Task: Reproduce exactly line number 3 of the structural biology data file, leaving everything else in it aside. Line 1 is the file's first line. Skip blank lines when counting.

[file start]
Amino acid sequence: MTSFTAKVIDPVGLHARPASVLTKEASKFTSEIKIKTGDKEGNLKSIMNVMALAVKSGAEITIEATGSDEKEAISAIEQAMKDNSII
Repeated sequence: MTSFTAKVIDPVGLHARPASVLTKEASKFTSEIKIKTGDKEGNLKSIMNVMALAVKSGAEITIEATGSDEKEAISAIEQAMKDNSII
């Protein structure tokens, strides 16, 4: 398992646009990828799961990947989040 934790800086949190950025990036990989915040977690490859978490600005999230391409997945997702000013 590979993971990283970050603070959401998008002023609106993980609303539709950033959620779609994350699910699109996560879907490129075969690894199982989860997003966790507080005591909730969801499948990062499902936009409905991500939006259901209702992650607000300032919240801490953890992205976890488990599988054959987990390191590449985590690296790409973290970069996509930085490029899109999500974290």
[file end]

């Protein structure tokens, strides 16, 4: 398992646009990828799961990947989040 934790800086949190950025990036990989915040977690490859978490600005999230391409997945997702000013 590979993971990283970050603070959401998008002023609106993980609303539709950033959620779609994350699910699109996560879907490129075969690894199982989860997003966790507080005591909730969801499948990062499902936009409905991500939006259901209702992650607000300032919240801490953890992205976890488990599988054959987990390191590449985590690296790409973290970069996509930085490029899109999500974290």